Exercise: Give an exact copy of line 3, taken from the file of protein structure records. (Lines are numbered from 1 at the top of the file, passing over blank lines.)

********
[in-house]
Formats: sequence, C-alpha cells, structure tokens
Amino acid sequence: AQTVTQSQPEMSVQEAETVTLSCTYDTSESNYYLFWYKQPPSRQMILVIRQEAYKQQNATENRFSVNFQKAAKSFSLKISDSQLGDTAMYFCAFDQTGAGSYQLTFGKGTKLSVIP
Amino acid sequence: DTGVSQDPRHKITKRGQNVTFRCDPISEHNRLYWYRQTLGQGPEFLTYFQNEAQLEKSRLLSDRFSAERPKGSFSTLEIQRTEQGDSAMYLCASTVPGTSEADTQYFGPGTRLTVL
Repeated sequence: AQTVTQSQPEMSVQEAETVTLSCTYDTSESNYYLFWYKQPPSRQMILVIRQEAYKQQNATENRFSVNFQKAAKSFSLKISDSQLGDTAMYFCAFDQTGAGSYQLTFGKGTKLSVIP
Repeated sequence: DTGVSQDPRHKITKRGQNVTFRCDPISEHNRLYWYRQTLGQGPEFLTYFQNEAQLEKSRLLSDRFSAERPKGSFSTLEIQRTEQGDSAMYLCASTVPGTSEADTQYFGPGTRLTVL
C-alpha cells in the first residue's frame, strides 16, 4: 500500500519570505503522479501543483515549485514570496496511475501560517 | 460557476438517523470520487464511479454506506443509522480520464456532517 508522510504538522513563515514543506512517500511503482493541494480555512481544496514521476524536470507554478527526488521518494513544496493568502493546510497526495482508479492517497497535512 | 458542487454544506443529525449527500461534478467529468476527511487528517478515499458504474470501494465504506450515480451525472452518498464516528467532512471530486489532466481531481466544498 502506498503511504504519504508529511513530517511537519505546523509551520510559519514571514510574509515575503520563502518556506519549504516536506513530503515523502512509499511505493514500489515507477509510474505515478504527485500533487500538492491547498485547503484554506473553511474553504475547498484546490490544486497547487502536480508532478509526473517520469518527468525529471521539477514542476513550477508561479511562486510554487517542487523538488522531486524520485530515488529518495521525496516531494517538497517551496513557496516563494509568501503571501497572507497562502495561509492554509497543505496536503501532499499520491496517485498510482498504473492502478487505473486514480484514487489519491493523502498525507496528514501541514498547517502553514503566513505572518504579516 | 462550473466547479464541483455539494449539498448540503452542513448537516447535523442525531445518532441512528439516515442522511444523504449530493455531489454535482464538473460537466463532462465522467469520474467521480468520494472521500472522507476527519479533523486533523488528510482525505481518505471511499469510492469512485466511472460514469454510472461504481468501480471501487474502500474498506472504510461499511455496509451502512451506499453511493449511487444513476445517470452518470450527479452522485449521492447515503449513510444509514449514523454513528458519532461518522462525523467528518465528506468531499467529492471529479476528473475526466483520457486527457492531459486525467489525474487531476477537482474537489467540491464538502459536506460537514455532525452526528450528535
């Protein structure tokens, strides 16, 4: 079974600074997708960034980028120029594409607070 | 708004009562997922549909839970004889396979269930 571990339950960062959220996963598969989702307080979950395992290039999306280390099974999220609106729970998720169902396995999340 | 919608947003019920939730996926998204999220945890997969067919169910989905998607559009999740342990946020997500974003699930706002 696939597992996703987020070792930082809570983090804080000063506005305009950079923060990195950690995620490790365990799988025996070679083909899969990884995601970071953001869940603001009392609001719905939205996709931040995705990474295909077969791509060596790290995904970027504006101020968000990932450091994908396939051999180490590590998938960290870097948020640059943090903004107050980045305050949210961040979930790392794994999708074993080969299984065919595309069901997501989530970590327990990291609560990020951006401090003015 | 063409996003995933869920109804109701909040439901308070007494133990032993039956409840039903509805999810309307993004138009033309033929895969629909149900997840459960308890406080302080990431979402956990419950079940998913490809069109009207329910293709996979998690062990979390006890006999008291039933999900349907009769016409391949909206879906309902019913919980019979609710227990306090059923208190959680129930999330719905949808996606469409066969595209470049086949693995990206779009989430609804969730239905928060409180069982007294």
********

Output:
Amino acid sequence: AQTVTQSQPEMSVQEAETVTLSCTYDTSESNYYLFWYKQPPSRQMILVIRQEAYKQQNATENRFSVNFQKAAKSFSLKISDSQLGDTAMYFCAFDQTGAGSYQLTFGKGTKLSVIP